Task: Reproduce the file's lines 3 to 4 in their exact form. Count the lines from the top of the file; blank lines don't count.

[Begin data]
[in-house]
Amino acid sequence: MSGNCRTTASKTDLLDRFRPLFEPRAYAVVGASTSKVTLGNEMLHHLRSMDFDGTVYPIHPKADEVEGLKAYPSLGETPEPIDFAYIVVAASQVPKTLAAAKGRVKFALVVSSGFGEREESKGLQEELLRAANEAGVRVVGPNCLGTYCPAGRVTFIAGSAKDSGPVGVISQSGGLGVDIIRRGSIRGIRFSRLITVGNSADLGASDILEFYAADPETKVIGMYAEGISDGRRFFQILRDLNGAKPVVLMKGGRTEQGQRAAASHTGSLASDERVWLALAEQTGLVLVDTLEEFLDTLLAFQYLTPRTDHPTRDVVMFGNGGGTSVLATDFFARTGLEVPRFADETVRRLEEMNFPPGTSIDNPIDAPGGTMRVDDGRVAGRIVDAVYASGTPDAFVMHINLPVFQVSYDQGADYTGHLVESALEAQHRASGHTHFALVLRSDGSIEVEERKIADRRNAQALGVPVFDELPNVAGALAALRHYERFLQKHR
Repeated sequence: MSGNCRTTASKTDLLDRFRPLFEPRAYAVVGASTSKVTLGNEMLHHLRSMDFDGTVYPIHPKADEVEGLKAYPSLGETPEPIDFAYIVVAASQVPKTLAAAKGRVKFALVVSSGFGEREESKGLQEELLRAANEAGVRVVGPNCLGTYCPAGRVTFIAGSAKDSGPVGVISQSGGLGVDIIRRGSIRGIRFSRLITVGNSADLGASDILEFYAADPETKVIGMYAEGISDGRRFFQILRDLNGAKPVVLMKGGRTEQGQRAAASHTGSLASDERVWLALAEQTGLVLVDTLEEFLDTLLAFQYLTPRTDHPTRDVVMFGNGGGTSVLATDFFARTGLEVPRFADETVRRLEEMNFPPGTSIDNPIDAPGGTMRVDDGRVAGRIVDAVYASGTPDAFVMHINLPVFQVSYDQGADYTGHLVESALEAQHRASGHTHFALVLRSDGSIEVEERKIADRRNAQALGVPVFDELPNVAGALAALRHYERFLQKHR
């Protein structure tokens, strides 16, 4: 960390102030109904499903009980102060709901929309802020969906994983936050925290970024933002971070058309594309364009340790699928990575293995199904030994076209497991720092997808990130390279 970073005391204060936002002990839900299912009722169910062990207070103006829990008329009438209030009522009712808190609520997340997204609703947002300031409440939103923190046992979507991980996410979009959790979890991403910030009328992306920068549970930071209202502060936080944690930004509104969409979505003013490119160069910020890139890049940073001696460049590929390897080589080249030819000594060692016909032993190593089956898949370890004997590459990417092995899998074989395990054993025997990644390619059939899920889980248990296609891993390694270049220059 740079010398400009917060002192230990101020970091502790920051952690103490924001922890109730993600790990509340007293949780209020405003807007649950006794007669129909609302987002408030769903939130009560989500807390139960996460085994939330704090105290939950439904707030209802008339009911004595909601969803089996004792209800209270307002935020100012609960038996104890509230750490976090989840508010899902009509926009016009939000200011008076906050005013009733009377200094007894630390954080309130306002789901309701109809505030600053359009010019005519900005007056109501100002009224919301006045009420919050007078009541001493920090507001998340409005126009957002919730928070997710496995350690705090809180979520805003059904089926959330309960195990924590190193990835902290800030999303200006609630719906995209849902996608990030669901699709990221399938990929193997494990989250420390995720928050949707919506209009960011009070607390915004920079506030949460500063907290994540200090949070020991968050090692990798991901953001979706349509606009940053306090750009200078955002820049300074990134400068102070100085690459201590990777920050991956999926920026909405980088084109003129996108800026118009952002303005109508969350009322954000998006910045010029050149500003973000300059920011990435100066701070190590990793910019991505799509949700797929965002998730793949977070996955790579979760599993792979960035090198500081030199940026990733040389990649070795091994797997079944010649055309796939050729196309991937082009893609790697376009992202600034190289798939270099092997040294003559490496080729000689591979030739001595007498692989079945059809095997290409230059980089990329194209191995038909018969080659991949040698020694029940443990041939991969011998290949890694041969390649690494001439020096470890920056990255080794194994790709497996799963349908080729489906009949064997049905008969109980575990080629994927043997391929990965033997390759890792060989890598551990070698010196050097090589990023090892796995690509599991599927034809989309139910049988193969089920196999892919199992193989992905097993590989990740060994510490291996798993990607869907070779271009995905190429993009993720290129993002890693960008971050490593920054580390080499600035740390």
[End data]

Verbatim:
Repeated sequence: MSGNCRTTASKTDLLDRFRPLFEPRAYAVVGASTSKVTLGNEMLHHLRSMDFDGTVYPIHPKADEVEGLKAYPSLGETPEPIDFAYIVVAASQVPKTLAAAKGRVKFALVVSSGFGEREESKGLQEELLRAANEAGVRVVGPNCLGTYCPAGRVTFIAGSAKDSGPVGVISQSGGLGVDIIRRGSIRGIRFSRLITVGNSADLGASDILEFYAADPETKVIGMYAEGISDGRRFFQILRDLNGAKPVVLMKGGRTEQGQRAAASHTGSLASDERVWLALAEQTGLVLVDTLEEFLDTLLAFQYLTPRTDHPTRDVVMFGNGGGTSVLATDFFARTGLEVPRFADETVRRLEEMNFPPGTSIDNPIDAPGGTMRVDDGRVAGRIVDAVYASGTPDAFVMHINLPVFQVSYDQGADYTGHLVESALEAQHRASGHTHFALVLRSDGSIEVEERKIADRRNAQALGVPVFDELPNVAGALAALRHYERFLQKHR
């Protein structure tokens, strides 16, 4: 960390102030109904499903009980102060709901929309802020969906994983936050925290970024933002971070058309594309364009340790699928990575293995199904030994076209497991720092997808990130390279 970073005391204060936002002990839900299912009722169910062990207070103006829990008329009438209030009522009712808190609520997340997204609703947002300031409440939103923190046992979507991980996410979009959790979890991403910030009328992306920068549970930071209202502060936080944690930004509104969409979505003013490119160069910020890139890049940073001696460049590929390897080589080249030819000594060692016909032993190593089956898949370890004997590459990417092995899998074989395990054993025997990644390619059939899920889980248990296609891993390694270049220059 740079010398400009917060002192230990101020970091502790920051952690103490924001922890109730993600790990509340007293949780209020405003807007649950006794007669129909609302987002408030769903939130009560989500807390139960996460085994939330704090105290939950439904707030209802008339009911004595909601969803089996004792209800209270307002935020100012609960038996104890509230750490976090989840508010899902009509926009016009939000200011008076906050005013009733009377200094007894630390954080309130306002789901309701109809505030600053359009010019005519900005007056109501100002009224919301006045009420919050007078009541001493920090507001998340409005126009957002919730928070997710496995350690705090809180979520805003059904089926959330309960195990924590190193990835902290800030999303200006609630719906995209849902996608990030669901699709990221399938990929193997494990989250420390995720928050949707919506209009960011009070607390915004920079506030949460500063907290994540200090949070020991968050090692990798991901953001979706349509606009940053306090750009200078955002820049300074990134400068102070100085690459201590990777920050991956999926920026909405980088084109003129996108800026118009952002303005109508969350009322954000998006910045010029050149500003973000300059920011990435100066701070190590990793910019991505799509949700797929965002998730793949977070996955790579979760599993792979960035090198500081030199940026990733040389990649070795091994797997079944010649055309796939050729196309991937082009893609790697376009992202600034190289798939270099092997040294003559490496080729000689591979030739001595007498692989079945059809095997290409230059980089990329194209191995038909018969080659991949040698020694029940443990041939991969011998290949890694041969390649690494001439020096470890920056990255080794194994790709497996799963349908080729489906009949064997049905008969109980575990080629994927043997391929990965033997390759890792060989890598551990070698010196050097090589990023090892796995690509599991599927034809989309139910049988193969089920196999892919199992193989992905097993590989990740060994510490291996798993990607869907070779271009995905190429993009993720290129993002890693960008971050490593920054580390080499600035740390």